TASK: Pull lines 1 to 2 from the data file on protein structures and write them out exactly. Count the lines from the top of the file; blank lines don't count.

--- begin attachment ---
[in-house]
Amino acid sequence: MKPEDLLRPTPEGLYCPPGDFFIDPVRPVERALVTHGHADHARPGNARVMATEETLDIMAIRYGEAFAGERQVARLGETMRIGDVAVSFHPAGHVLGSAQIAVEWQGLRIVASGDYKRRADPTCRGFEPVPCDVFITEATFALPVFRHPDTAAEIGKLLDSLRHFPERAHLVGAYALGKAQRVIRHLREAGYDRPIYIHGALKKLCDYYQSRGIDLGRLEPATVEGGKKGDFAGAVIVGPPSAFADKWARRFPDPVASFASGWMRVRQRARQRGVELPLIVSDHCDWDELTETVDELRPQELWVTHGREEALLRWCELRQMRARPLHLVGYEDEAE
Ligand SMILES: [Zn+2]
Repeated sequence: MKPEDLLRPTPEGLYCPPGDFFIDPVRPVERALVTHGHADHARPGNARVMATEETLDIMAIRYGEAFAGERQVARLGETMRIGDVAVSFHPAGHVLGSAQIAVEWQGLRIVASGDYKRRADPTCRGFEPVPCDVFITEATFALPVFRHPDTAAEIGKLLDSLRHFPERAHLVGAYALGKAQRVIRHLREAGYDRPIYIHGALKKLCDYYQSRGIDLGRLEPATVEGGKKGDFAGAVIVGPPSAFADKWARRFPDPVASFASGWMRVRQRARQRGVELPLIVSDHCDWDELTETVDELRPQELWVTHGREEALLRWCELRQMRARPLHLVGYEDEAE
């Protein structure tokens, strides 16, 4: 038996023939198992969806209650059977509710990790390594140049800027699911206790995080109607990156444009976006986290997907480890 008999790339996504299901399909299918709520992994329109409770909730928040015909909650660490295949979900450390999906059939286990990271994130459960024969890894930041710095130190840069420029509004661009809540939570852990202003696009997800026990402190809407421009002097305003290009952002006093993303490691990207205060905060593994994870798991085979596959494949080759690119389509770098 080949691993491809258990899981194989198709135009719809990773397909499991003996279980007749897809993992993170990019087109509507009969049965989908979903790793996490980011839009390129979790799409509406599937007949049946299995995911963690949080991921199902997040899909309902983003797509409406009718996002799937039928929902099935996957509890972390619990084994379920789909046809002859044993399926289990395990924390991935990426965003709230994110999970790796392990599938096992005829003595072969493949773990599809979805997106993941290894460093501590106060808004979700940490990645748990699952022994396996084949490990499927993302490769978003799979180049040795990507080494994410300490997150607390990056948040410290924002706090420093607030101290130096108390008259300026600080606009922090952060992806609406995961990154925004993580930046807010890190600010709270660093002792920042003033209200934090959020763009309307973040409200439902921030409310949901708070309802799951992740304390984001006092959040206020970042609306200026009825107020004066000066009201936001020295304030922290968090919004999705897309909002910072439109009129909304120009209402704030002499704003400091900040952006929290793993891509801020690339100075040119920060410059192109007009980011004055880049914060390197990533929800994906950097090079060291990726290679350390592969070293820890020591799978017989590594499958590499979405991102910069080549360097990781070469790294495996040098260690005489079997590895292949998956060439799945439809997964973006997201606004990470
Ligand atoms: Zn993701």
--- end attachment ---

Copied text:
[in-house]
Amino acid sequence: MKPEDLLRPTPEGLYCPPGDFFIDPVRPVERALVTHGHADHARPGNARVMATEETLDIMAIRYGEAFAGERQVARLGETMRIGDVAVSFHPAGHVLGSAQIAVEWQGLRIVASGDYKRRADPTCRGFEPVPCDVFITEATFALPVFRHPDTAAEIGKLLDSLRHFPERAHLVGAYALGKAQRVIRHLREAGYDRPIYIHGALKKLCDYYQSRGIDLGRLEPATVEGGKKGDFAGAVIVGPPSAFADKWARRFPDPVASFASGWMRVRQRARQRGVELPLIVSDHCDWDELTETVDELRPQELWVTHGREEALLRWCELRQMRARPLHLVGYEDEAE